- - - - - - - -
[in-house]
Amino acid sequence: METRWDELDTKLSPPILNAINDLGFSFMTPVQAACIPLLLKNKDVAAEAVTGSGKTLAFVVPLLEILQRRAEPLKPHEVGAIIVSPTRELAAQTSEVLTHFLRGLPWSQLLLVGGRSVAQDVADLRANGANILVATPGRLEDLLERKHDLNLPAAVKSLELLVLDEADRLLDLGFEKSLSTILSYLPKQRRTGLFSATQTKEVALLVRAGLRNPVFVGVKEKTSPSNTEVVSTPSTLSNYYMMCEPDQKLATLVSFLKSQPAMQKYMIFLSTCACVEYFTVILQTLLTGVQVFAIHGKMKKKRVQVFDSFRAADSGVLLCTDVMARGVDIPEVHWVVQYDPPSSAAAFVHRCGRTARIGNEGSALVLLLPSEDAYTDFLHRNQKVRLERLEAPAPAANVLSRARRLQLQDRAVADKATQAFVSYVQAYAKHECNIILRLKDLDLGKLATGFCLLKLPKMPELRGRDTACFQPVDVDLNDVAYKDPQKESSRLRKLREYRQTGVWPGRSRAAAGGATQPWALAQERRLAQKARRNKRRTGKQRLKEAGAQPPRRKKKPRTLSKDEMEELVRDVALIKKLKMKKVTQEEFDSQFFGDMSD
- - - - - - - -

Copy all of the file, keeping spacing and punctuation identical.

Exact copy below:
[in-house]
Amino acid sequence: METRWDELDTKLSPPILNAINDLGFSFMTPVQAACIPLLLKNKDVAAEAVTGSGKTLAFVVPLLEILQRRAEPLKPHEVGAIIVSPTRELAAQTSEVLTHFLRGLPWSQLLLVGGRSVAQDVADLRANGANILVATPGRLEDLLERKHDLNLPAAVKSLELLVLDEADRLLDLGFEKSLSTILSYLPKQRRTGLFSATQTKEVALLVRAGLRNPVFVGVKEKTSPSNTEVVSTPSTLSNYYMMCEPDQKLATLVSFLKSQPAMQKYMIFLSTCACVEYFTVILQTLLTGVQVFAIHGKMKKKRVQVFDSFRAADSGVLLCTDVMARGVDIPEVHWVVQYDPPSSAAAFVHRCGRTARIGNEGSALVLLLPSEDAYTDFLHRNQKVRLERLEAPAPAANVLSRARRLQLQDRAVADKATQAFVSYVQAYAKHECNIILRLKDLDLGKLATGFCLLKLPKMPELRGRDTACFQPVDVDLNDVAYKDPQKESSRLRKLREYRQTGVWPGRSRAAAGGATQPWALAQERRLAQKARRNKRRTGKQRLKEAGAQPPRRKKKPRTLSKDEMEELVRDVALIKKLKMKKVTQEEFDSQFFGDMSD